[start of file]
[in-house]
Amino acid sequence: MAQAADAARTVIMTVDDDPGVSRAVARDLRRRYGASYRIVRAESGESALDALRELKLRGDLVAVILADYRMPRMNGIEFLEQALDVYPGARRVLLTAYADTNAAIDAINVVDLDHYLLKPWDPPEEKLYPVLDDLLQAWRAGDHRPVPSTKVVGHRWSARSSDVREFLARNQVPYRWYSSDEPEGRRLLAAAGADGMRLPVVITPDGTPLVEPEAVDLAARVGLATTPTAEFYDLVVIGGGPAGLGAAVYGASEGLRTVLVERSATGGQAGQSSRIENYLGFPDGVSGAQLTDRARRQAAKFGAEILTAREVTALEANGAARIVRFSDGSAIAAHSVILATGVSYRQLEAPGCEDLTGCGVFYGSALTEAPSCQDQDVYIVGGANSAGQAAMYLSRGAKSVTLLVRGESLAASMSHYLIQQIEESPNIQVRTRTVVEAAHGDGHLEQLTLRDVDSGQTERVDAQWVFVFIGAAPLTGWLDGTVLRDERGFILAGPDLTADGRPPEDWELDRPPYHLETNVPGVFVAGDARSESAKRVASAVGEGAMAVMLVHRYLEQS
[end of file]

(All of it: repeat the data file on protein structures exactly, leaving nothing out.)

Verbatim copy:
[in-house]
Amino acid sequence: MAQAADAARTVIMTVDDDPGVSRAVARDLRRRYGASYRIVRAESGESALDALRELKLRGDLVAVILADYRMPRMNGIEFLEQALDVYPGARRVLLTAYADTNAAIDAINVVDLDHYLLKPWDPPEEKLYPVLDDLLQAWRAGDHRPVPSTKVVGHRWSARSSDVREFLARNQVPYRWYSSDEPEGRRLLAAAGADGMRLPVVITPDGTPLVEPEAVDLAARVGLATTPTAEFYDLVVIGGGPAGLGAAVYGASEGLRTVLVERSATGGQAGQSSRIENYLGFPDGVSGAQLTDRARRQAAKFGAEILTAREVTALEANGAARIVRFSDGSAIAAHSVILATGVSYRQLEAPGCEDLTGCGVFYGSALTEAPSCQDQDVYIVGGANSAGQAAMYLSRGAKSVTLLVRGESLAASMSHYLIQQIEESPNIQVRTRTVVEAAHGDGHLEQLTLRDVDSGQTERVDAQWVFVFIGAAPLTGWLDGTVLRDERGFILAGPDLTADGRPPEDWELDRPPYHLETNVPGVFVAGDARSESAKRVASAVGEGAMAVMLVHRYLEQS